"places offered to those scoring highest" - this favoured those in more affluent areas, paying for tuition / private education etc etc - encouraged long distance travel and particularly advantaged those in areas like Solihull who had good comprehensives but also had the option of travelling to CHB / CHG etc

"places offered to local children who reach a certain level" - again this favours those who can move to be in the right area, twas ever thus with schools and short of a lottery I am not sure what can be done - only thing it does is probably take away the level of tuition that people feel they used to need.


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PostPosted: Tue Mar 02, 2021 1:55 pm 
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Joined: Tue Mar 01, 2016 11:30 am
Posts: 54
whilst I agree both systems are imperfect

the current system is less imperfect than the old one

I've always thought students from absolute miles away being tutored to within a inch of their life to get into a Birmingham Grammar and have treks of up to 2 hours each way was madness, whilst local kids had no chance

at least with some of the recent scores it appears local kids have more of a chance whilst not taking away the option for those determined enough to move into a catchment area etc


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PostPosted: Tue Mar 02, 2021 6:09 pm 
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Joined: Tue Oct 09, 2018 1:04 pm
Posts: 73
The new system is still in the early years, there are loopholes, but hopefully over time the KE consortium will be wiser when accepting application with last minute new address and parents "incidentally" owning more than one property that happens to be in the catchment area.

They could look at how KES and KESH screen for pupils eligible for bursary.


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PostPosted: Fri Mar 05, 2021 1:46 am 
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Joined: Tue Jan 27, 2015 4:45 pm
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SVK wrote:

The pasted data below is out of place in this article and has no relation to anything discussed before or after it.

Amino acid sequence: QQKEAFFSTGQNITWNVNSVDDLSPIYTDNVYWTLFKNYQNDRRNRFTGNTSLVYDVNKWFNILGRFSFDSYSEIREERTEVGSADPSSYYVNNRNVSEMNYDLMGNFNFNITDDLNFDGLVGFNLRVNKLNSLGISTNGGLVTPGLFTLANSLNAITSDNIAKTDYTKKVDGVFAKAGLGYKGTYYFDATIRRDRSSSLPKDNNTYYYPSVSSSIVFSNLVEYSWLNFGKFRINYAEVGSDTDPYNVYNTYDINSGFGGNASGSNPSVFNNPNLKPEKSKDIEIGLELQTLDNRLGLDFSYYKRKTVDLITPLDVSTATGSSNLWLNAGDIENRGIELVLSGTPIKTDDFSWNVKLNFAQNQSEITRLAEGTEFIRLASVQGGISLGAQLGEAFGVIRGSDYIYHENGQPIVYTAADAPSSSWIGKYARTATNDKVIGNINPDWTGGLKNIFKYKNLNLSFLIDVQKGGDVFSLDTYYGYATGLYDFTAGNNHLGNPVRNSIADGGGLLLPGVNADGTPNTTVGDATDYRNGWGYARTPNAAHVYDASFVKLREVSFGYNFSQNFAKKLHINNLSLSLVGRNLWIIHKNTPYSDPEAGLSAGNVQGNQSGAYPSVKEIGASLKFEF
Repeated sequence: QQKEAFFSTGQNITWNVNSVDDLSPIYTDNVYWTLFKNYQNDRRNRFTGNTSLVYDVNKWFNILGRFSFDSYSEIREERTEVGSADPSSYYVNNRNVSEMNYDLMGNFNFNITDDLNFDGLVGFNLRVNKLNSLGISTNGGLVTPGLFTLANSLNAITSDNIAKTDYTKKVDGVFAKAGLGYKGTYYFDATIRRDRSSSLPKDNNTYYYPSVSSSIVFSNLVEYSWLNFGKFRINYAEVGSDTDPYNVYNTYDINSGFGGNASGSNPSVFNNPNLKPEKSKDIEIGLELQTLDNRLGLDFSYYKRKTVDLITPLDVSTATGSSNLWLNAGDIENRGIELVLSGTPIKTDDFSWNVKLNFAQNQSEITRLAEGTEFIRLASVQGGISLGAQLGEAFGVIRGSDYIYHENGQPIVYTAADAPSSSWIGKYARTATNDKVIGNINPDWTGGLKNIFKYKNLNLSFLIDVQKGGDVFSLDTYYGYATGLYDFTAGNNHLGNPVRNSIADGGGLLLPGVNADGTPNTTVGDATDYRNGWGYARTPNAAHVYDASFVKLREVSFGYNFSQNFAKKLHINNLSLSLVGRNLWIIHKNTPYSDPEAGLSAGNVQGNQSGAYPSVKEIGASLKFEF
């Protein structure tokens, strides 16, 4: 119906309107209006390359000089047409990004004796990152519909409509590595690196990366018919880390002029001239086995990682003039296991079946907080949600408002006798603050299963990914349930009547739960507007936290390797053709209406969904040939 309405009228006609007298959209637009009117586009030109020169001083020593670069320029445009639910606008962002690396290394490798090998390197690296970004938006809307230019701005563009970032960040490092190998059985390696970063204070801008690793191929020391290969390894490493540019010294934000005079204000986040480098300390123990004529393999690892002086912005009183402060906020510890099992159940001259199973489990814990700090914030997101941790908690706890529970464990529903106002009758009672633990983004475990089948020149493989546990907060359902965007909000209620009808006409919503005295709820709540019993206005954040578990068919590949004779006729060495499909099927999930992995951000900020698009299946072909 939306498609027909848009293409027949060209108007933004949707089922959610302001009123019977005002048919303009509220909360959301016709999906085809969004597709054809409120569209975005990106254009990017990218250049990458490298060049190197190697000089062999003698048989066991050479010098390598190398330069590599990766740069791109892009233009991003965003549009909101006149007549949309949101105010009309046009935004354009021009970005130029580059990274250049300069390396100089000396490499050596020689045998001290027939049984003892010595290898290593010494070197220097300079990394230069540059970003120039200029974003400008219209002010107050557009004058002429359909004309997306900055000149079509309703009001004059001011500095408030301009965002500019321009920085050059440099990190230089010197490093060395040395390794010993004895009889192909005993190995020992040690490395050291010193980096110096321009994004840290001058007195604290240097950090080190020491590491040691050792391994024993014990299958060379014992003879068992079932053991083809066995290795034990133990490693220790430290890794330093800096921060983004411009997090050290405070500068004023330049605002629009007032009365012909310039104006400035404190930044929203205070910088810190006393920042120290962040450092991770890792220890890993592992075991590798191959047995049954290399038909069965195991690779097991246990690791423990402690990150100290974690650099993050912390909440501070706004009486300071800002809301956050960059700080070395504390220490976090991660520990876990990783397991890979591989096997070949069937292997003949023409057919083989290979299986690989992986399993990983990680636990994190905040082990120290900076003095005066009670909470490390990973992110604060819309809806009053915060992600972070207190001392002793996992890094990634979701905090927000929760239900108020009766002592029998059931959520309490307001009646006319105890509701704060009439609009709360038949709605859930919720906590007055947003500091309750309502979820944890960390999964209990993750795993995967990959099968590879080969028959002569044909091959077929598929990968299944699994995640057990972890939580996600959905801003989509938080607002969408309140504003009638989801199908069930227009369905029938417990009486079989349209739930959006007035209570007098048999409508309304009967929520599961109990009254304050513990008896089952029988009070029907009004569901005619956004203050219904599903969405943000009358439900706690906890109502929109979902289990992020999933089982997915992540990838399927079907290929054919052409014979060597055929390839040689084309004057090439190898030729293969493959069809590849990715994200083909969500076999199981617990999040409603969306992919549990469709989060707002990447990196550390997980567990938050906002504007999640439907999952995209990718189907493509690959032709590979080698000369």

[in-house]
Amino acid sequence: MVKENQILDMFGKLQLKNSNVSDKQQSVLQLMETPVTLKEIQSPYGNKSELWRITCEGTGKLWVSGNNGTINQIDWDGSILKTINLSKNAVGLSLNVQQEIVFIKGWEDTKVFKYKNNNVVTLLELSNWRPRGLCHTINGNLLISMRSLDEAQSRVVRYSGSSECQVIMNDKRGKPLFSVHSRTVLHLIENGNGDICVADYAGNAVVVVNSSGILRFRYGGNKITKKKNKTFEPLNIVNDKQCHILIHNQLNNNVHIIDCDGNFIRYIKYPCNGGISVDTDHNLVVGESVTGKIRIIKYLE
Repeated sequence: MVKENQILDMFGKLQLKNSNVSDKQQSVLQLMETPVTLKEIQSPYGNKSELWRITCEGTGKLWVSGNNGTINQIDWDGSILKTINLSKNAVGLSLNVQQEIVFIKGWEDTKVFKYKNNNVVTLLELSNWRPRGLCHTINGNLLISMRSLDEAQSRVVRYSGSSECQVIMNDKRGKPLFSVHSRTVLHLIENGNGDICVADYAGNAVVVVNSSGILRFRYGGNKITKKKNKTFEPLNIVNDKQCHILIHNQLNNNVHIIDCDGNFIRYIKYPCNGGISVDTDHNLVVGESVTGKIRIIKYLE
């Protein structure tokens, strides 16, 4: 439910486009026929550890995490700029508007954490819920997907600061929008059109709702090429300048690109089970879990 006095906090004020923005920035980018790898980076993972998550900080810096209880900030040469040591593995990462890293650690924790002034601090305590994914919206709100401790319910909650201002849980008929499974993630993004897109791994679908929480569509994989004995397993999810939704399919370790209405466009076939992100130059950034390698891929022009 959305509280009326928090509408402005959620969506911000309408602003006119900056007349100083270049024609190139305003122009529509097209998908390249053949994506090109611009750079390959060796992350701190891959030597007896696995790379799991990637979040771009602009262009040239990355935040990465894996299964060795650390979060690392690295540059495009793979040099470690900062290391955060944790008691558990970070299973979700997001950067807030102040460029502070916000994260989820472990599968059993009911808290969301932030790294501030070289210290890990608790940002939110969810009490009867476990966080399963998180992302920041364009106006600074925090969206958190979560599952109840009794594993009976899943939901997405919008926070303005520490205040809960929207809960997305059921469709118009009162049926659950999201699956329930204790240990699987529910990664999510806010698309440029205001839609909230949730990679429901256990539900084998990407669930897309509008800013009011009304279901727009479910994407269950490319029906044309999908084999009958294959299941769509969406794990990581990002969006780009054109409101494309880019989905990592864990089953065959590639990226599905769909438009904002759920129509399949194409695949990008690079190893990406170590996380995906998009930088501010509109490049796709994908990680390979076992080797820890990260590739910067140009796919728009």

The new system is still in the early years, there are loopholes, but hopefully over time the KE consortium will be wiser when accepting application with last minute new address and parents "incidentally" owning more than one property that happens to be in the catchment area.

They could look at how KES and KESH screen for pupils eligible for bursary.


Its open to abuse, and you don't have to buy a house - you could just rent one for 12 months. It encourages parents to play the system, without breaking the rules - I personally know several people personally who have done that and fair play to them. You couldn't really put a stipulation on last minute address changes as there could be genuine reasons for that move (e.g. new job).

People who think this isnt having an impact on house prices should look at how South Birmingham prices (especially Kings Heath, Hall Green, Moseley) have gone up by more than 20% over the last two years, while stagnating over the same period in the traditionally more affluent Solihull. And it will only get worse, effectively reducing the chances of the very kids (in less affluent but more distant areas) that the new system was introduced to help.


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PostPosted: Fri Mar 05, 2021 8:05 am 
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Joined: Sun Jul 15, 2012 9:38 am
Posts: 1664
Location: Warwickshire
We all knew this would happen.

I contributed to the consultation and this was one of the points I made.

As I've said before, this was nothing to do with fairness for the kids, it was all about lining the pockets of those making the decisions.

I do agree changes were needed, to stop people from all over the country applying, but there should have been a better system introduced.